My dogs, Scrappy on the left and Cholla on the right.

My dogs, Scrappy on the left and Cholla on the right.

I’ve settled into bed, whether from an early evening or a late morning, and I am certainly not feeling like getting up. As I drift between sleep and consciousness, a natural alarm system wrenches me back to the waking world: the dog starts barking.

In my case Scrappy, the brown cairn terrier, starts barking.

Scrappy has a sharp bark. It isn’t the most high-pitched bark I’ve ever heard on a dog, but it’s loud and not terribly pleasant. It carries easily through the walls of a modern house and over the music in your headphones. It isn’t easy to ignore, though I have witnessed conversations carry on through the blitzkrieg of Scrappy’s barking somehow.

I don’t always know why it starts. Perhaps he heard a neighbor’s dog start barking. He might have heard a neighbor’s car door slam and thought it meant someone had arrived at our house. Once in a while, I have no idea what gets him going. If I’m up and about, I can just exit my room and tell Scrappy “NO” in no uncertain terms while making eye contact with him. If he’s very excited it might take a second command, but usually he stops quickly enough.

When I’m comfy in bed or in the middle of a video game sequence I can’t pause (or don’t want to pause), I might not care enough to go tell him no. In that case, he’s happy to keep barking, punctuating his insistence even through the pillow over my head.

I wonder sometimes if he is trying to be dominant or spiteful in some way, as if his ability to make noise is the one way he feels he can assert himself. I wonder if he knows I can hear him, and he feels he has struck some little victory if I don’t exit my room to shut him up. Then again, a part of me wonders if he just wants attention, like a child getting into mischief. He might be barking just because he’s bored or lonely and he wants me to come and quiet him.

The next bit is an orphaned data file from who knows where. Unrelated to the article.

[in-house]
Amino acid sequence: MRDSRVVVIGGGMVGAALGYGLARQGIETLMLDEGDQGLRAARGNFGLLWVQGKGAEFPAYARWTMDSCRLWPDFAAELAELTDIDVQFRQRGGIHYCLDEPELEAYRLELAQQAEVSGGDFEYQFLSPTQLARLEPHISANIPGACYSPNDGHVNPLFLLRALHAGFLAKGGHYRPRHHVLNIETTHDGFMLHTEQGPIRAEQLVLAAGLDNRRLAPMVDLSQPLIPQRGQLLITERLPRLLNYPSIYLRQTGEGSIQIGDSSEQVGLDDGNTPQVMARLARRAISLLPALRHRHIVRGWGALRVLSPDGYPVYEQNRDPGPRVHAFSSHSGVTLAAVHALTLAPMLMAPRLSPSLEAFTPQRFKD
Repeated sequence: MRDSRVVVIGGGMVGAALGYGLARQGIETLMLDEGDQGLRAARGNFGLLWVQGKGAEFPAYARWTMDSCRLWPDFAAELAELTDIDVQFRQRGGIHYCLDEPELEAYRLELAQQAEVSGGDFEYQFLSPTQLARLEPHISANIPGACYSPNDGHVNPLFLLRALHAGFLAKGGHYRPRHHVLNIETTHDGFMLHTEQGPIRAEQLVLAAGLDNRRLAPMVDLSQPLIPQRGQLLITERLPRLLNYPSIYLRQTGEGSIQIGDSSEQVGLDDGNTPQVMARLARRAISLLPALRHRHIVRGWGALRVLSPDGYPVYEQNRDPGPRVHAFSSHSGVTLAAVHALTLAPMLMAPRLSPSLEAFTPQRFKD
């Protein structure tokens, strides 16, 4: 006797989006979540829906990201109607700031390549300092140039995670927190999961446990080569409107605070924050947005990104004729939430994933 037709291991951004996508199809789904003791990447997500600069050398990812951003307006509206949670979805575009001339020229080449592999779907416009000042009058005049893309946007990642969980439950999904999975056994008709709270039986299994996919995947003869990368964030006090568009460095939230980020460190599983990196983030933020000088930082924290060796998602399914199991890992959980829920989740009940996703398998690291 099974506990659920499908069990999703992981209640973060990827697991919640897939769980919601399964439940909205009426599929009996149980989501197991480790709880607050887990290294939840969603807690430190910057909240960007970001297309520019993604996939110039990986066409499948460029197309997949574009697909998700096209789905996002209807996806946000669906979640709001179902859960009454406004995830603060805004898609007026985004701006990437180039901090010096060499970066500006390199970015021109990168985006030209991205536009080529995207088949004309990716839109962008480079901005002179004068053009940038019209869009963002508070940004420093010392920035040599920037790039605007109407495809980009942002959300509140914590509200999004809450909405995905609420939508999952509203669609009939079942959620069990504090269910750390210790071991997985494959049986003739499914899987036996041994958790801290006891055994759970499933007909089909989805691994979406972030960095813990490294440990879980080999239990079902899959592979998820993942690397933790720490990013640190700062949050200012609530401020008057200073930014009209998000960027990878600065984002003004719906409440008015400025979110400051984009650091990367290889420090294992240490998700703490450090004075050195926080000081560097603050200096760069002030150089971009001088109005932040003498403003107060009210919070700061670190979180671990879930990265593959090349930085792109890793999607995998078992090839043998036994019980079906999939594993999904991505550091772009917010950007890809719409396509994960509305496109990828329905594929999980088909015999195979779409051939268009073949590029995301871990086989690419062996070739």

If I don’t, he can bark for a couple of minutes sometimes. He doesn’t bark forever, obviously, but longer than seems necessary to any real purpose. It’s the dilemma I face. Do I give in to laziness and let him bark himself out, or do I get myself up and stop him? Either way, my previously comfy state has been disrupted for some period of time. No matter how many times I get him to stop, he just loves to bark. By the next day, or even after several hours, he may be at it again.

As for Cholla, she has the bark of a much larger dog, more low-pitched and serious. She is content to let Scrappy run things however, and rarely barks unless there is Real Danger such as an unknown person or creature.

Interestingly, when we have a lot of guests over to the house, the dogs seem to get overwhelmed and eventually go sequester themselves away in a dark corner under some furniture. I guess the people are barking too much for them.